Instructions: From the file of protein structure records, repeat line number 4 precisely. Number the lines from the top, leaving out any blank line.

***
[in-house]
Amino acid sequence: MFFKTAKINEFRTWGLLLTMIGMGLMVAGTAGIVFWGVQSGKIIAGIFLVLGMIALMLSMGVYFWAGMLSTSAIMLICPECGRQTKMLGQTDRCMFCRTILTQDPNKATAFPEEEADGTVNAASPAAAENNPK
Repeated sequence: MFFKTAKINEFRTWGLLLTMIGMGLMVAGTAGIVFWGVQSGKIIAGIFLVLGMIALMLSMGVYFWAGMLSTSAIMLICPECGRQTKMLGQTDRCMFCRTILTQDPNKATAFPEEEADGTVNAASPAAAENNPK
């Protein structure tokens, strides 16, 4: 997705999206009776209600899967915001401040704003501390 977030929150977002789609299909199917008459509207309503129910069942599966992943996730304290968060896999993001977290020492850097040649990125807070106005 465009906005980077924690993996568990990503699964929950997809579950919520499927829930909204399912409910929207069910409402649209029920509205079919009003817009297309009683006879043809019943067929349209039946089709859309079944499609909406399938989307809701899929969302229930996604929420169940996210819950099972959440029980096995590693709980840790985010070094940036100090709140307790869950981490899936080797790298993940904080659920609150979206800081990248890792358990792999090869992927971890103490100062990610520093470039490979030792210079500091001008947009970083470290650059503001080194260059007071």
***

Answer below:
């Protein structure tokens, strides 16, 4: 997705999206009776209600899967915001401040704003501390 977030929150977002789609299909199917008459509207309503129910069942599966992943996730304290968060896999993001977290020492850097040649990125807070106005 465009906005980077924690993996568990990503699964929950997809579950919520499927829930909204399912409910929207069910409402649209029920509205079919009003817009297309009683006879043809019943067929349209039946089709859309079944499609909406399938989307809701899929969302229930996604929420169940996210819950099972959440029980096995590693709980840790985010070094940036100090709140307790869950981490899936080797790298993940904080659920609150979206800081990248890792358990792999090869992927971890103490100062990610520093470039490979030792210079500091001008947009970083470290650059503001080194260059007071």